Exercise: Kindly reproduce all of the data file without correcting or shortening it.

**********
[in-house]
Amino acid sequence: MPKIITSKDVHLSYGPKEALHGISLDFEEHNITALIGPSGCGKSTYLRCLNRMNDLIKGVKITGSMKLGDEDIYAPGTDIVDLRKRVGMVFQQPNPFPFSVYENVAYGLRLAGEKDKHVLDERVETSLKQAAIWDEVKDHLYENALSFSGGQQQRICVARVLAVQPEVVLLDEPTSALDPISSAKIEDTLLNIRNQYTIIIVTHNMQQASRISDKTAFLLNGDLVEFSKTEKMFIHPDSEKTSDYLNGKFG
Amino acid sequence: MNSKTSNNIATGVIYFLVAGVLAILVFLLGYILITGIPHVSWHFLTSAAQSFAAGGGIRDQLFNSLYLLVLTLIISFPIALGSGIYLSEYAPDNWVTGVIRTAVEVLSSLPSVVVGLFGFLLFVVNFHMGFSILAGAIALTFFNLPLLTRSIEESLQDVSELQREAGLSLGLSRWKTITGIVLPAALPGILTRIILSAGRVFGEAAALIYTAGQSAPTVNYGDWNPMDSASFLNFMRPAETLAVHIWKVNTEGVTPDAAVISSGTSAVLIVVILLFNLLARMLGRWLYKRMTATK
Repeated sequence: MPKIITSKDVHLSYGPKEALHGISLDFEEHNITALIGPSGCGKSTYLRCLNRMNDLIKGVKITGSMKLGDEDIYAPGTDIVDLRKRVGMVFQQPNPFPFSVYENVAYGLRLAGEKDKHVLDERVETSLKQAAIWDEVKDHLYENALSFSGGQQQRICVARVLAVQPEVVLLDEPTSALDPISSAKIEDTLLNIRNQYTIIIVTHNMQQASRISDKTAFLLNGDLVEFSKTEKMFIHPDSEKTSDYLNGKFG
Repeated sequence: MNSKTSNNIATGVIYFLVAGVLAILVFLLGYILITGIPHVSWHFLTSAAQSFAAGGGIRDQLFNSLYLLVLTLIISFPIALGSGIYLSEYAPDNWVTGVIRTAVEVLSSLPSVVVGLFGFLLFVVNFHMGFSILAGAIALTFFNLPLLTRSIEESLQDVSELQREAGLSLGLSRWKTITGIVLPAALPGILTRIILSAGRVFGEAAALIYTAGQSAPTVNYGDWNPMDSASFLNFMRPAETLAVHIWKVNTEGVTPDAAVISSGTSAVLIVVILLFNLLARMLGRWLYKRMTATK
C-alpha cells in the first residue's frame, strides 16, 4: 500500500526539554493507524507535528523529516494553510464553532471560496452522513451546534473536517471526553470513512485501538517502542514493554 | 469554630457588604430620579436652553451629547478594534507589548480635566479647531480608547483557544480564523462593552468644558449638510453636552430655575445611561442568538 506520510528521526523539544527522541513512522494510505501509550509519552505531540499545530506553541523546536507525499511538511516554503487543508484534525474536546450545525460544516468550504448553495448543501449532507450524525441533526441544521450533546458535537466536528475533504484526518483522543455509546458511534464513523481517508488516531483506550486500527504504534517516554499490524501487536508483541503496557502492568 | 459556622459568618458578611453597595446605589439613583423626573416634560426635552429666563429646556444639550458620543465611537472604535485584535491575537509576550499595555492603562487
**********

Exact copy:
[in-house]
Amino acid sequence: MPKIITSKDVHLSYGPKEALHGISLDFEEHNITALIGPSGCGKSTYLRCLNRMNDLIKGVKITGSMKLGDEDIYAPGTDIVDLRKRVGMVFQQPNPFPFSVYENVAYGLRLAGEKDKHVLDERVETSLKQAAIWDEVKDHLYENALSFSGGQQQRICVARVLAVQPEVVLLDEPTSALDPISSAKIEDTLLNIRNQYTIIIVTHNMQQASRISDKTAFLLNGDLVEFSKTEKMFIHPDSEKTSDYLNGKFG
Amino acid sequence: MNSKTSNNIATGVIYFLVAGVLAILVFLLGYILITGIPHVSWHFLTSAAQSFAAGGGIRDQLFNSLYLLVLTLIISFPIALGSGIYLSEYAPDNWVTGVIRTAVEVLSSLPSVVVGLFGFLLFVVNFHMGFSILAGAIALTFFNLPLLTRSIEESLQDVSELQREAGLSLGLSRWKTITGIVLPAALPGILTRIILSAGRVFGEAAALIYTAGQSAPTVNYGDWNPMDSASFLNFMRPAETLAVHIWKVNTEGVTPDAAVISSGTSAVLIVVILLFNLLARMLGRWLYKRMTATK
Repeated sequence: MPKIITSKDVHLSYGPKEALHGISLDFEEHNITALIGPSGCGKSTYLRCLNRMNDLIKGVKITGSMKLGDEDIYAPGTDIVDLRKRVGMVFQQPNPFPFSVYENVAYGLRLAGEKDKHVLDERVETSLKQAAIWDEVKDHLYENALSFSGGQQQRICVARVLAVQPEVVLLDEPTSALDPISSAKIEDTLLNIRNQYTIIIVTHNMQQASRISDKTAFLLNGDLVEFSKTEKMFIHPDSEKTSDYLNGKFG
Repeated sequence: MNSKTSNNIATGVIYFLVAGVLAILVFLLGYILITGIPHVSWHFLTSAAQSFAAGGGIRDQLFNSLYLLVLTLIISFPIALGSGIYLSEYAPDNWVTGVIRTAVEVLSSLPSVVVGLFGFLLFVVNFHMGFSILAGAIALTFFNLPLLTRSIEESLQDVSELQREAGLSLGLSRWKTITGIVLPAALPGILTRIILSAGRVFGEAAALIYTAGQSAPTVNYGDWNPMDSASFLNFMRPAETLAVHIWKVNTEGVTPDAAVISSGTSAVLIVVILLFNLLARMLGRWLYKRMTATK
C-alpha cells in the first residue's frame, strides 16, 4: 500500500526539554493507524507535528523529516494553510464553532471560496452522513451546534473536517471526553470513512485501538517502542514493554 | 469554630457588604430620579436652553451629547478594534507589548480635566479647531480608547483557544480564523462593552468644558449638510453636552430655575445611561442568538 506520510528521526523539544527522541513512522494510505501509550509519552505531540499545530506553541523546536507525499511538511516554503487543508484534525474536546450545525460544516468550504448553495448543501449532507450524525441533526441544521450533546458535537466536528475533504484526518483522543455509546458511534464513523481517508488516531483506550486500527504504534517516554499490524501487536508483541503496557502492568 | 459556622459568618458578611453597595446605589439613583423626573416634560426635552429666563429646556444639550458620543465611537472604535485584535491575537509576550499595555492603562487